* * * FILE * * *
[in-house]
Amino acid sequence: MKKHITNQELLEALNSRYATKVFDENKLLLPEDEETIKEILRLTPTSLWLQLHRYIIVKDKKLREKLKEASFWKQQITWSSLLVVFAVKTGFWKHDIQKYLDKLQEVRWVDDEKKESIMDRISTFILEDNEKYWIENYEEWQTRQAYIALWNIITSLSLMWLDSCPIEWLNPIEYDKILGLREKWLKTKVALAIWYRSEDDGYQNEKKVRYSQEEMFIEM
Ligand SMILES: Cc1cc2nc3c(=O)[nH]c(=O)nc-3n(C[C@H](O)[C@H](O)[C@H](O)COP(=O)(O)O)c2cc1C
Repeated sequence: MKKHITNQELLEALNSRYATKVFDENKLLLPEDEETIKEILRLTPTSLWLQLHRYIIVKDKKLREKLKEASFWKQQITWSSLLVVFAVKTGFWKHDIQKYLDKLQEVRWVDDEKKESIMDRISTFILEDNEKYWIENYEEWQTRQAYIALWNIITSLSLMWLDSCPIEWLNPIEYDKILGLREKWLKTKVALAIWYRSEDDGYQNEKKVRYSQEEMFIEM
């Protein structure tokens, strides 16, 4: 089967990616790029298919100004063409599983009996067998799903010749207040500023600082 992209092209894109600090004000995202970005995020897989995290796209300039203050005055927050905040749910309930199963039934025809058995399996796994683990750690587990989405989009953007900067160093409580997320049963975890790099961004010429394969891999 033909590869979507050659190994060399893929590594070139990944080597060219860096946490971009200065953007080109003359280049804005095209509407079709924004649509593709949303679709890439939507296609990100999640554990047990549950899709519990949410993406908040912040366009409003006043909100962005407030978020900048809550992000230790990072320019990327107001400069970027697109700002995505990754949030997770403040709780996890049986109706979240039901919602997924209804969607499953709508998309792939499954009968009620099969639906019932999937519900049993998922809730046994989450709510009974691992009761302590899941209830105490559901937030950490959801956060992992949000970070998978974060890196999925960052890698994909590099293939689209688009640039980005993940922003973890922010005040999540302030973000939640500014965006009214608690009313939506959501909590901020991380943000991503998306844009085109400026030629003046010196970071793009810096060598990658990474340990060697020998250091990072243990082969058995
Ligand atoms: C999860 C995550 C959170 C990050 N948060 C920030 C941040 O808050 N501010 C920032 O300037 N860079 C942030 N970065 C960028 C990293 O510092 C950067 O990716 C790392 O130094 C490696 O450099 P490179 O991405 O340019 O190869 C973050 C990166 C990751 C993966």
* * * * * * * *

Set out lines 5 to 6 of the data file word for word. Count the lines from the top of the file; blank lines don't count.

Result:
């Protein structure tokens, strides 16, 4: 089967990616790029298919100004063409599983009996067998799903010749207040500023600082 992209092209894109600090004000995202970005995020897989995290796209300039203050005055927050905040749910309930199963039934025809058995399996796994683990750690587990989405989009953007900067160093409580997320049963975890790099961004010429394969891999 033909590869979507050659190994060399893929590594070139990944080597060219860096946490971009200065953007080109003359280049804005095209509407079709924004649509593709949303679709890439939507296609990100999640554990047990549950899709519990949410993406908040912040366009409003006043909100962005407030978020900048809550992000230790990072320019990327107001400069970027697109700002995505990754949030997770403040709780996890049986109706979240039901919602997924209804969607499953709508998309792939499954009968009620099969639906019932999937519900049993998922809730046994989450709510009974691992009761302590899941209830105490559901937030950490959801956060992992949000970070998978974060890196999925960052890698994909590099293939689209688009640039980005993940922003973890922010005040999540302030973000939640500014965006009214608690009313939506959501909590901020991380943000991503998306844009085109400026030629003046010196970071793009810096060598990658990474340990060697020998250091990072243990082969058995
Ligand atoms: C999860 C995550 C959170 C990050 N948060 C920030 C941040 O808050 N501010 C920032 O300037 N860079 C942030 N970065 C960028 C990293 O510092 C950067 O990716 C790392 O130094 C490696 O450099 P490179 O991405 O340019 O190869 C973050 C990166 C990751 C993966």